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Any value in the none electric blue rail?

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#1 segambit


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Posted 23 January 2010 - 05:08 PM

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Got a offer to buy a old lego set that is blue railway. Its not a full set but its a few trails+rails.

Any value?

#2 johanby


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Posted 23 January 2010 - 06:38 PM

That depends. For me, the blue rail has significant nostalgic value from my childhood and I prefer using it over newer rails. On the other hand, it works best with the trains from that period and also takes more time to set up. Moreover, my Emerald Night tends to derail in the blue points, but as long as you don't use points, it works fine on the blue rail.

Edited by johanby, 23 January 2010 - 06:42 PM.

#3 vgo


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Posted 23 January 2010 - 08:34 PM

Unless the parts are in mint condition they don't have much value ie. one piece of straight rail costs $0.05 - $0.10 on BrickLink.

Edited by vgo, 23 January 2010 - 08:35 PM.

#4 Legoist


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Posted 26 January 2010 - 09:49 AM

If you mean money value, then then don't have much.

But if you mean building value, there are comments around that these old rails were not sturdy due to the fact that they connected with studs to normal 2x6 plates (instead of the different, sturdy method used by 12V rails). I can't say much about this because I never had blue rails, but there have been discussions about this topic in the forum.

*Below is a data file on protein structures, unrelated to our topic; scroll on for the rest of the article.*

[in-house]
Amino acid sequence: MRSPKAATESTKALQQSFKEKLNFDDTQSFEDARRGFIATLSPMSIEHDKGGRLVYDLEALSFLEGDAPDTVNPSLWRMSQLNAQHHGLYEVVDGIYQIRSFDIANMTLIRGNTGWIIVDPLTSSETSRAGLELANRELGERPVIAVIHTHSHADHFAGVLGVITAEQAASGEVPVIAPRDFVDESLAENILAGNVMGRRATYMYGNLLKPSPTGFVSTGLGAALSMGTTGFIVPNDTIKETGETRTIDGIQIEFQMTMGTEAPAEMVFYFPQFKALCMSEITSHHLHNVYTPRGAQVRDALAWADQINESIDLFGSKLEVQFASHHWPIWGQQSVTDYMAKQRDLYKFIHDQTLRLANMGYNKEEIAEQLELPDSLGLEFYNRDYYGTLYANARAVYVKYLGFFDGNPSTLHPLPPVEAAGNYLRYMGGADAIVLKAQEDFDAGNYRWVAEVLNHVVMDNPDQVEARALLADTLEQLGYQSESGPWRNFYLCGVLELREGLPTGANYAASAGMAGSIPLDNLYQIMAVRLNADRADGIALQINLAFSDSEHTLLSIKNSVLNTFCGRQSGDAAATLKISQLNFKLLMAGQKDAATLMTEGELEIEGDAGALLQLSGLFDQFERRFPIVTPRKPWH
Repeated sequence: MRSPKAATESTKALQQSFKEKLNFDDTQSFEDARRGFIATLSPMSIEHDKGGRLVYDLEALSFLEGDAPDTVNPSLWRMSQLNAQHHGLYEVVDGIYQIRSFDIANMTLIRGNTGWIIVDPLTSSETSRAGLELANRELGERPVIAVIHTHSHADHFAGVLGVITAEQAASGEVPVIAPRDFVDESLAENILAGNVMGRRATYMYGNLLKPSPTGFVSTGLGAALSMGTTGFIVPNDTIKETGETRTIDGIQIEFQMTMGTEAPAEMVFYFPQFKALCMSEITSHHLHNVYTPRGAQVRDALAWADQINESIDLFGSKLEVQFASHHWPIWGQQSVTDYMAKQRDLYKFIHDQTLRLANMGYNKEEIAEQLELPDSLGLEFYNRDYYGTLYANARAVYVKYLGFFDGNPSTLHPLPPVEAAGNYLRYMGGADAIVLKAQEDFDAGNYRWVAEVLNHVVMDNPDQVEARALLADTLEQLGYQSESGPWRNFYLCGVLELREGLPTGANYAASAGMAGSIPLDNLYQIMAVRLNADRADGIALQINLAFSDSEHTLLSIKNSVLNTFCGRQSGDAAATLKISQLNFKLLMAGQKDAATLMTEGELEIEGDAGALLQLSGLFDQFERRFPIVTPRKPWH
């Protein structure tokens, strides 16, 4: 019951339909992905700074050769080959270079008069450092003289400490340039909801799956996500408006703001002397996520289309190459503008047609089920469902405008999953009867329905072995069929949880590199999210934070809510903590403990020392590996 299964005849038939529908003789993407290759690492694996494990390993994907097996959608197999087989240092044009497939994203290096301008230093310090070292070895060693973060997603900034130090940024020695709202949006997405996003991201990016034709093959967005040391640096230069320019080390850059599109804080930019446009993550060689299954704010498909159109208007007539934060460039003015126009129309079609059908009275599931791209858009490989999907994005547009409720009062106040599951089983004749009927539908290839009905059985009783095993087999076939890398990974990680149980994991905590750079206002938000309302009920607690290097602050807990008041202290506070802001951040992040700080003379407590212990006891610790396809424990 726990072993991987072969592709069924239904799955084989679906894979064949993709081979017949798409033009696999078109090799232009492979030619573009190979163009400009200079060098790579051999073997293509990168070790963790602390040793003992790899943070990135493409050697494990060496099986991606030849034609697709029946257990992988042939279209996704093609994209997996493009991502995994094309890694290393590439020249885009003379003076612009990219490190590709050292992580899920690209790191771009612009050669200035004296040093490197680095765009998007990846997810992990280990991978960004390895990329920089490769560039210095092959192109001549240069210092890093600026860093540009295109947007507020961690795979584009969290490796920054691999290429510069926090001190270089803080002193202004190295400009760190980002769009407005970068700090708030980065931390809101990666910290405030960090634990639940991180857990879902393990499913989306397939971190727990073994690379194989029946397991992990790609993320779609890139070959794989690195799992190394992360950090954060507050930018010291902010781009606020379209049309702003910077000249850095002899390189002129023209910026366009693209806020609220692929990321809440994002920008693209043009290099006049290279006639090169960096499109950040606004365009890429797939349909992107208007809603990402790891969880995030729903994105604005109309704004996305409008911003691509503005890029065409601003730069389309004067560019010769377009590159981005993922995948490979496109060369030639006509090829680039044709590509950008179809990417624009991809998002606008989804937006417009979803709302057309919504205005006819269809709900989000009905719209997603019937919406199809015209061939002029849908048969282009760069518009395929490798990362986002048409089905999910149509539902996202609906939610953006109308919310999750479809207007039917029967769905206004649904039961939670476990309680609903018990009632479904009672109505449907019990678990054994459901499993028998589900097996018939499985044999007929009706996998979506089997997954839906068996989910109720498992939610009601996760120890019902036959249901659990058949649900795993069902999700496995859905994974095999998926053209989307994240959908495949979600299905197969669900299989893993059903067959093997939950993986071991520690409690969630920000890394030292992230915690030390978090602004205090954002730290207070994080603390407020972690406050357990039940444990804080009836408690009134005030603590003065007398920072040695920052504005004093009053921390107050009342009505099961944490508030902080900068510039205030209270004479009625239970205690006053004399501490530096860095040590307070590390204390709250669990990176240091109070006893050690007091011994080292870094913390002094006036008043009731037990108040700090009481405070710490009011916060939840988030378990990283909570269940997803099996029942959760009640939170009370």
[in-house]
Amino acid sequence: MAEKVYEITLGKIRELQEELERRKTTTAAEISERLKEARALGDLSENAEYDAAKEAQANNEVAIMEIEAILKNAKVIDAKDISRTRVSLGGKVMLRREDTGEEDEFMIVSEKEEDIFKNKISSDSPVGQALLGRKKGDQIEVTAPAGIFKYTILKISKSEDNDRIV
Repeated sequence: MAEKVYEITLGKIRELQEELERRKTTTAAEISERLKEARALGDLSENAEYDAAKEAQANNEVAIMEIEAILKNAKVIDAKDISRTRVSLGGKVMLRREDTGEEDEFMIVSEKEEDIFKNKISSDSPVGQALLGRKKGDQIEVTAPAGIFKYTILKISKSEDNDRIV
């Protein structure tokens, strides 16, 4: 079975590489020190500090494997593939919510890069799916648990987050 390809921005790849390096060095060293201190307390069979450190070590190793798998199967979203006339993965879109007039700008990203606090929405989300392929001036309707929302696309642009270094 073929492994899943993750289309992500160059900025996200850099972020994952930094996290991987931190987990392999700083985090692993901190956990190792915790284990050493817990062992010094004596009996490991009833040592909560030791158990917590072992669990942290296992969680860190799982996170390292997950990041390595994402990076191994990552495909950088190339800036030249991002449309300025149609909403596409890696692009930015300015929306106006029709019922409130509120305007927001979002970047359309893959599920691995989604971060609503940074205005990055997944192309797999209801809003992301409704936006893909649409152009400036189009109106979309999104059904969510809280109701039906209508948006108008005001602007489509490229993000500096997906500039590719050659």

The only other question is whether you like the look of blue rails or not. Some people cannot stand them because they look too plastic and not like real steel rails.

Personally I wouldn't mind having a blue section of rails in a layout, as long as differently-coloured rails (including old gray vs new gray) are always clumped together in sections and not just alternating randomly. Furthermore, I'd gladly use blue rails rather than grey ones for non-train uses, such as narrow-gauge (or single-rail) industrial-type carriage systems.

#5 mendes


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Posted 31 January 2010 - 10:39 AM

Well I only have blue rails (my dark age lasted rather a long time):

But if you have only used the modern ones until you will find the blue ones a bit more time consuming setting up.

Derailments can be caused by:
1 Skewed rails. You need to make sure that the joins between the curves and straights are smooth
2 Worn rails and sleepers (the 2x8 white plates) may not hold together very securely any more, particularly the curves. You can rectify this though by adding an extra sleeper in the middle of a pair of rails.

For me the reason for using blue rails is because I had them and i only have old trains. But if you are starting out you will probably already have some new ones and to start mixing them would in my opinion not look good. The only reason to start getting them now would be if you wanted to quickly build a large layout cheaply. But remember, there is no shortage of these rails so dont pressure yourself!

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